Merciful King: The Prince’s Lineage

Matthew 1


“All this took place to fulfill what the Lord had said through the prophet: ‘The virgin will conceive and give birth to a son, and they will call him Immanuel’ (which means ‘God with us’).” – Matthew 1: 22 – 23

Jesus is His name.

Jesus Christ – Immanuel – ultimately means, “God saves, the Anointed One – God with us.”

Chapter 1 of Matthew is a Jewish genealogy, intended to tie the Old Testament to the New Testament. If you look closely at the lineage of Jesus, you’ll notice something a little strange. Yes, in the lineage you’ll see King David and the father-of-faith Abraham, but you’ll also notice five women.

Women being mentioned in a Jewish genealogy is strange because traditionally women were viewed as less than important, but Matthew knew what he was doing by writing their names in the lineage. Let’s take a look at their stories:

Tamar (Genesis 38): She deceived her father-in-law into having sex with her, in order that she may have what she truly believed she deserved – an heir.

Rahab (Joshua 2): Although she was a prostitute and foreigner, she feared the LORD and kept a promise to the Israelites, that they might overthrow Jericho and have the land.

Ruth (her book): She lived in a time when all of Israel were pursuing pleasures instead of the LORD, and yet while she was a foreigner (and a young widow) in the land, she remained faithful to the LORD and her bitter mother-in-law.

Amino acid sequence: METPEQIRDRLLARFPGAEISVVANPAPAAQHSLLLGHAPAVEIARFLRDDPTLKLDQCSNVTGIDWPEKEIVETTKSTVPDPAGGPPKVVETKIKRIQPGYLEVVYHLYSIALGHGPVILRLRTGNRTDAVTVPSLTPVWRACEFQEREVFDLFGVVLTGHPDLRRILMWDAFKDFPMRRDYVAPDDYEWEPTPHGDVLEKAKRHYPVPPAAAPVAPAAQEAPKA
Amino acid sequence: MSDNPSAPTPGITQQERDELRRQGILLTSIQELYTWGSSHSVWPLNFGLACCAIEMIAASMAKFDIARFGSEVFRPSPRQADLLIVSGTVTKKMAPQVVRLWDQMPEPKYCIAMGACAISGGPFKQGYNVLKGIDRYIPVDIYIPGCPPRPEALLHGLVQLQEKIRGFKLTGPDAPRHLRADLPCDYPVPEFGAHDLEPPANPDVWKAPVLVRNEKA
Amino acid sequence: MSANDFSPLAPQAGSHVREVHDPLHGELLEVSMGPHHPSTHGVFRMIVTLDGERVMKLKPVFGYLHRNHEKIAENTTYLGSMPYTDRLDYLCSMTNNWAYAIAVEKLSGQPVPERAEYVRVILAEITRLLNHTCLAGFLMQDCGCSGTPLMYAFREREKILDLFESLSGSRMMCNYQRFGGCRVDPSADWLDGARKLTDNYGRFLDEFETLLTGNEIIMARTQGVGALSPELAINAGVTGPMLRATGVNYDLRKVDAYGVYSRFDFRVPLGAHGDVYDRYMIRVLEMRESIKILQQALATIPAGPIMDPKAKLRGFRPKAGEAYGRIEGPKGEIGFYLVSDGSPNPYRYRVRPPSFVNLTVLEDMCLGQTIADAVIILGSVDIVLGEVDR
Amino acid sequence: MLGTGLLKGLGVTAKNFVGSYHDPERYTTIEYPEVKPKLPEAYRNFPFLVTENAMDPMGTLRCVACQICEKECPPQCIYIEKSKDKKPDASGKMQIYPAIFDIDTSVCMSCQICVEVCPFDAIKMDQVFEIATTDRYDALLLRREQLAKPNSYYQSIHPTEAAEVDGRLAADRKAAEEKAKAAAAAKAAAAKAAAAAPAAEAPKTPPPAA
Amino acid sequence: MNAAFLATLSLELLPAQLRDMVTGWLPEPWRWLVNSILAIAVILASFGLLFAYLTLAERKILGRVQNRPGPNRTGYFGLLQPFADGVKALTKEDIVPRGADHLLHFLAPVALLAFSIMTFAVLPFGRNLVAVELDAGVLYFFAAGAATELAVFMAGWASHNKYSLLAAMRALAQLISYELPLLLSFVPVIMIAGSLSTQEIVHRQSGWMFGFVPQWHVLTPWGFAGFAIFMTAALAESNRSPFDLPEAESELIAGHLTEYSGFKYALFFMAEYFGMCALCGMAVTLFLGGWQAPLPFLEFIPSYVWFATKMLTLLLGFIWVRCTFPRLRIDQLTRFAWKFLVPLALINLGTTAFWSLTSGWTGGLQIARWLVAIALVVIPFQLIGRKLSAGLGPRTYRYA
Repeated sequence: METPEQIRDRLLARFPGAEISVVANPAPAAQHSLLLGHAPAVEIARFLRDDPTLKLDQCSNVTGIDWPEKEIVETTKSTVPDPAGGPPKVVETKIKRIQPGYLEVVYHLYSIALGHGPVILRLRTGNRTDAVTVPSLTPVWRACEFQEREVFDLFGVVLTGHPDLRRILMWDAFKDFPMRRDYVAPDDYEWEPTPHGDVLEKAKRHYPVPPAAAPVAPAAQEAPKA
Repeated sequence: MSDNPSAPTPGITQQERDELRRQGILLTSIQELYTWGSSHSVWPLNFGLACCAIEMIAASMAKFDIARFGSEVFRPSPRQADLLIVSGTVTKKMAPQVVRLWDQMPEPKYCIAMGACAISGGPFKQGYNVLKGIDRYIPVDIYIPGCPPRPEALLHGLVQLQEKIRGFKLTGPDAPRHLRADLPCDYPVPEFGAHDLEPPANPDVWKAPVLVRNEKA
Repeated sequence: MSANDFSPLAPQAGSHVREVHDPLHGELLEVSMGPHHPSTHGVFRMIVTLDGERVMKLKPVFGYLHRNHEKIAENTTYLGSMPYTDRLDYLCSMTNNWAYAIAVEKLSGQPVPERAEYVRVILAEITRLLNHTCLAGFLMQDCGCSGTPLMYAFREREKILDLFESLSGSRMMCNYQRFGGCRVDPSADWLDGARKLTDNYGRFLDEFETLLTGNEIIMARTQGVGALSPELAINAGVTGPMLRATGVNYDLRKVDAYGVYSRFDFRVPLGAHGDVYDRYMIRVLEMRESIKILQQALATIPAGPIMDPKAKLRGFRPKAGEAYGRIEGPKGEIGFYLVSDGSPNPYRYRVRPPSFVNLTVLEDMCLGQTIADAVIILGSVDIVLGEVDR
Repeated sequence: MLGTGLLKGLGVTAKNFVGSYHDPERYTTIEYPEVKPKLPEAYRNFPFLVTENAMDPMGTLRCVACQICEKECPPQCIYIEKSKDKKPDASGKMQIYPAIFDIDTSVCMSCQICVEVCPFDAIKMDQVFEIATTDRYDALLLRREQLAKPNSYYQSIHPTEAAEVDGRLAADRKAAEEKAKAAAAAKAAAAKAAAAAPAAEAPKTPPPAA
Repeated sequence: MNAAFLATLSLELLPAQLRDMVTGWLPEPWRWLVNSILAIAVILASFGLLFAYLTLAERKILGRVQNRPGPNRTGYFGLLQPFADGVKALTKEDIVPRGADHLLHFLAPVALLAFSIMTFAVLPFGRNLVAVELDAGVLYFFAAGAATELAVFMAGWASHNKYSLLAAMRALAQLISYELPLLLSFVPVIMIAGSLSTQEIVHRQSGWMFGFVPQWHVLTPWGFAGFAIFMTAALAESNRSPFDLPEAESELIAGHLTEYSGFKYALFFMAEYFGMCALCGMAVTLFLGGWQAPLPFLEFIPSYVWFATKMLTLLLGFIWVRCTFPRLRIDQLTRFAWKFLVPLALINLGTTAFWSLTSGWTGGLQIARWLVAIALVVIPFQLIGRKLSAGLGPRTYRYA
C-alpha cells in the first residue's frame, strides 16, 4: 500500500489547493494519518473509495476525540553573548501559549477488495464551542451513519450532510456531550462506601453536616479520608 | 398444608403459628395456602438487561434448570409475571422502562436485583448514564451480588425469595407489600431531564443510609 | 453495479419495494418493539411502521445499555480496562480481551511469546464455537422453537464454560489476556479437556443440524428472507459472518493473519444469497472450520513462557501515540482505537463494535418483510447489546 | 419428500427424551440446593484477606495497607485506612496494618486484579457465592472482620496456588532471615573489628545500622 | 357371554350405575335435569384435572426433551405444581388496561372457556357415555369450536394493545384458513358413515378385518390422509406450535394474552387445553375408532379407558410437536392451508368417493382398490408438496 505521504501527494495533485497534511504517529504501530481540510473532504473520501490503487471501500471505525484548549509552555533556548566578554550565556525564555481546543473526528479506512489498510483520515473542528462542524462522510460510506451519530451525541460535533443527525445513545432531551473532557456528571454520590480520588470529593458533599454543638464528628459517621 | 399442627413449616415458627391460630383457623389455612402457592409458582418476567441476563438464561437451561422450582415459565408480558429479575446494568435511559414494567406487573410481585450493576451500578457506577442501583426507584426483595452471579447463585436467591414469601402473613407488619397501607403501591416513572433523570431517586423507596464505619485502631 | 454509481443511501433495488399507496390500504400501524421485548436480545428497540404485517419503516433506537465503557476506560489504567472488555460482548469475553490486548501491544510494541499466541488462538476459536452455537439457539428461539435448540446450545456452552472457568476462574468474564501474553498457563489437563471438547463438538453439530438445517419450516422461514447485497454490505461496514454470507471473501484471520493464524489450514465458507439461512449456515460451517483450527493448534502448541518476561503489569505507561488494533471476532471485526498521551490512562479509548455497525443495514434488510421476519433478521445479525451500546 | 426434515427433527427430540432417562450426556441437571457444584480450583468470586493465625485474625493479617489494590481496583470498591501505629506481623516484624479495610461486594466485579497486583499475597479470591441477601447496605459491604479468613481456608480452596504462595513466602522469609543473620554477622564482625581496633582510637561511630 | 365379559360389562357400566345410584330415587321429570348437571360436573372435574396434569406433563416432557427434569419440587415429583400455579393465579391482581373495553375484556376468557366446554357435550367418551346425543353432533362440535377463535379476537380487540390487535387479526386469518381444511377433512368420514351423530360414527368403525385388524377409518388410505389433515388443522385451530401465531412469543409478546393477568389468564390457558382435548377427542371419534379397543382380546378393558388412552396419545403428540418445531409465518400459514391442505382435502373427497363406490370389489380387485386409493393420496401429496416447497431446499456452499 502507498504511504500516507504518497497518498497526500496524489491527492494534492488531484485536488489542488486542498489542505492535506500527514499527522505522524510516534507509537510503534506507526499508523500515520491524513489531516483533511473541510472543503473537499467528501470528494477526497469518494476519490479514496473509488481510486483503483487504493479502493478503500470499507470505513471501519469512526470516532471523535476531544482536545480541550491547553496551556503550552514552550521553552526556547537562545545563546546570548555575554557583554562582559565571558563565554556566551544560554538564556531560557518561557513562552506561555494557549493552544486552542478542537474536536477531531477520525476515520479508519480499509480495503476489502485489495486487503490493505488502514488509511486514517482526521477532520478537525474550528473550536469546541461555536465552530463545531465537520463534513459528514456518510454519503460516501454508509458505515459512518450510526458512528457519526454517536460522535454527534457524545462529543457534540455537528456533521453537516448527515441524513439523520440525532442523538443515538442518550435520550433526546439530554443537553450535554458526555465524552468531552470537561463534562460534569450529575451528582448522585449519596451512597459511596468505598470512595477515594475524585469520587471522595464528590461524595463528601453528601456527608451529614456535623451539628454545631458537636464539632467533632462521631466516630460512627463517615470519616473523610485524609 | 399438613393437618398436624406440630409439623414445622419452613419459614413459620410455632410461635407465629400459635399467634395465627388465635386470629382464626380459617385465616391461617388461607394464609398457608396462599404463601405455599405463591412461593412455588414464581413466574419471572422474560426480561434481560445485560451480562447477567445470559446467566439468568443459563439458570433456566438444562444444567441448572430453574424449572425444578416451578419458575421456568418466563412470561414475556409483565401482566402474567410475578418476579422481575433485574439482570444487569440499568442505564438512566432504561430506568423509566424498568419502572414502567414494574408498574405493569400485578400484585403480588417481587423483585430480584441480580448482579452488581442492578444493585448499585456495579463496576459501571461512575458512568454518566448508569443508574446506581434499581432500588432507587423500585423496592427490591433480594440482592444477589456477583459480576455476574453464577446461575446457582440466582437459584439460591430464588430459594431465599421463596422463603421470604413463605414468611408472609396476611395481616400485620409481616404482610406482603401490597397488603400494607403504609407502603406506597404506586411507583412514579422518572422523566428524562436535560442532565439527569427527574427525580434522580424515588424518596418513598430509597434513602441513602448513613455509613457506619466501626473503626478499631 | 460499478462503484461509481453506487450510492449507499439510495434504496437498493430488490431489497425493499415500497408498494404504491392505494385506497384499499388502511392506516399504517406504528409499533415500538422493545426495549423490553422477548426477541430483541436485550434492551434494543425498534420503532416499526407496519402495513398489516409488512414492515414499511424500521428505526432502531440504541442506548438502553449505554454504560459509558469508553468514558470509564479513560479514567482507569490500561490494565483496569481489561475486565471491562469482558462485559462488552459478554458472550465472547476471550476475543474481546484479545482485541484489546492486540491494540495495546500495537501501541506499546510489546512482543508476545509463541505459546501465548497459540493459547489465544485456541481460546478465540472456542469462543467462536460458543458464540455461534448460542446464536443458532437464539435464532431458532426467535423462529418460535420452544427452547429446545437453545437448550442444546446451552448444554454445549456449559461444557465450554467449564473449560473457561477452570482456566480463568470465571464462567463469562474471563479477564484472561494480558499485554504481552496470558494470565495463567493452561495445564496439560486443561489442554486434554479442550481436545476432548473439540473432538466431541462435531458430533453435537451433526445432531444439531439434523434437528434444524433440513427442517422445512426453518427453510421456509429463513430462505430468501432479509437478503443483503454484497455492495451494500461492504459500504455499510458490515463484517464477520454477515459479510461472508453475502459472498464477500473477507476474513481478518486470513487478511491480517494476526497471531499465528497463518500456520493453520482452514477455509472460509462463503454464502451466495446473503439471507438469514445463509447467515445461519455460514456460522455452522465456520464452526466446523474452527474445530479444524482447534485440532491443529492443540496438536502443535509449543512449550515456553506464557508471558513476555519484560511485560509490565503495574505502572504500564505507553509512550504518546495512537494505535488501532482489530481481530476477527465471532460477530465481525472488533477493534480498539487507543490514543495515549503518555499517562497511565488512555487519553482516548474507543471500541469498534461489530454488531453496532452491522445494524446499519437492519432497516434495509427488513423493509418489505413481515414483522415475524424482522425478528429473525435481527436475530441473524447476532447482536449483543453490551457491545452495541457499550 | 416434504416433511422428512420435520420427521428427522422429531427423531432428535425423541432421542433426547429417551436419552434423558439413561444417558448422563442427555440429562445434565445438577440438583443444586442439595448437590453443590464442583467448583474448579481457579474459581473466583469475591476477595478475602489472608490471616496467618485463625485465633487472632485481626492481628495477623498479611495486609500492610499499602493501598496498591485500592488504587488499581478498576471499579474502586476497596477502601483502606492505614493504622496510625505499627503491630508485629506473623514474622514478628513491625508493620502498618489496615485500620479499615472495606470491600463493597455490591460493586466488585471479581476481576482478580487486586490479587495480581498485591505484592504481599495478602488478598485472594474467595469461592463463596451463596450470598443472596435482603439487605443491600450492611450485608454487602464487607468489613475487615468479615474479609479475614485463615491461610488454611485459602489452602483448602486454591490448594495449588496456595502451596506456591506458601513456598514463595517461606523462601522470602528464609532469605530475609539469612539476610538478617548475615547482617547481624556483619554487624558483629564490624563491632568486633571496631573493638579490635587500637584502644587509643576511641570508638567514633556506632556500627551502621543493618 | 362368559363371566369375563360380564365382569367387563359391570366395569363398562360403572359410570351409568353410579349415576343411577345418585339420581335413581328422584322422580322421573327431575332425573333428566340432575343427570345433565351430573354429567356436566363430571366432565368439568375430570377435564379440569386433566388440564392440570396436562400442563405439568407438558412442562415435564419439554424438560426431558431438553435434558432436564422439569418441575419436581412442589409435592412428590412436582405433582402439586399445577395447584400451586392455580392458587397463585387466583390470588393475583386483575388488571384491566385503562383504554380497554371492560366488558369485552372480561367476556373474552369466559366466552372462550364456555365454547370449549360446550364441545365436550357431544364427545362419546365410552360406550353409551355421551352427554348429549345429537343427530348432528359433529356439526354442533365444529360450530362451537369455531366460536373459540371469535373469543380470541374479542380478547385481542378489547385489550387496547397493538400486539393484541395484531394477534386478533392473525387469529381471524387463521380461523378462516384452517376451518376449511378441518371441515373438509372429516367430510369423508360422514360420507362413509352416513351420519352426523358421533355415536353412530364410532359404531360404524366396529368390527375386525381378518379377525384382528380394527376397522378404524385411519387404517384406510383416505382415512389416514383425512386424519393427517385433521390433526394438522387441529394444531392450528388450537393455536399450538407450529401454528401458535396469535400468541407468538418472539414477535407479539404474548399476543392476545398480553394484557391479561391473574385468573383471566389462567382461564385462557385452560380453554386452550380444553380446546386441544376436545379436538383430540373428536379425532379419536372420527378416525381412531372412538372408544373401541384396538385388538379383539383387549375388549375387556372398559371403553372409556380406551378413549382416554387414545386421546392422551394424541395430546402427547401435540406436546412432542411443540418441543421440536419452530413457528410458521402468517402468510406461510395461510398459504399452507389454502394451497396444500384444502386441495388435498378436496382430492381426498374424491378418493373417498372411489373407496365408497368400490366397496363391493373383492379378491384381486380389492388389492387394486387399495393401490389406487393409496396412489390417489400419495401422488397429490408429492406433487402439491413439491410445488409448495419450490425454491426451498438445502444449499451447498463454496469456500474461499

Bathsheba (2 Samuel 11): She was simply described as “very beautiful.” King David, having “remained in Jerusalem” “when kings go off to war,” called on her for sex. (Can we just take a moment to address this, that he was in the wrong place at the wrong time far before he walked onto the roof top to watch a woman bathing?) After he found out she was pregnant, David tried to cover up his sin, and a snowball became an avalanche ending in the death of Uriah, who was Bathsheba’s husband.

Mary: In upcoming chapters, Mary will be described as pure, but when Joseph (her fiancé) first heard that Mary was pregnant, his immediate thought was not that she had been made pregnant by the Holy Spirit. No, more than likely he felt shame, shame because his fiancee had had sex with another man. So, he resolved to call off the engagement in private, leaving Mary with some dignity – or so he thought. See, Joseph was a righteous man, a man who lived by faith. And he was the man that God had chosen to raise His Son. So, God’s plan would prevail, and Joseph’s plan would be stopped by God’s messenger.

Over and over again, the genealogy of Jesus could have been snipped as a thread is snipped by a pair of scissors, but God would not allow it. All these things – Tamar’s deceit, Rahab’s betrayal of her own people, Ruth’s choice to stay with a bitter woman, Bathsheba’s answer to the king’s lustful call, and even Joseph’s lack of knowledge – could not stop the plan of God. In fact, in a lot of ways, God used these shining, shimmering human failures to glorify Himself.

Is there something in your life right now that seems unfair or doesn’t make sense, but may actually be used for ultimate good in the end?

Carry on, because more than likely, whatever it is, it’s leading to Jesus and His plan.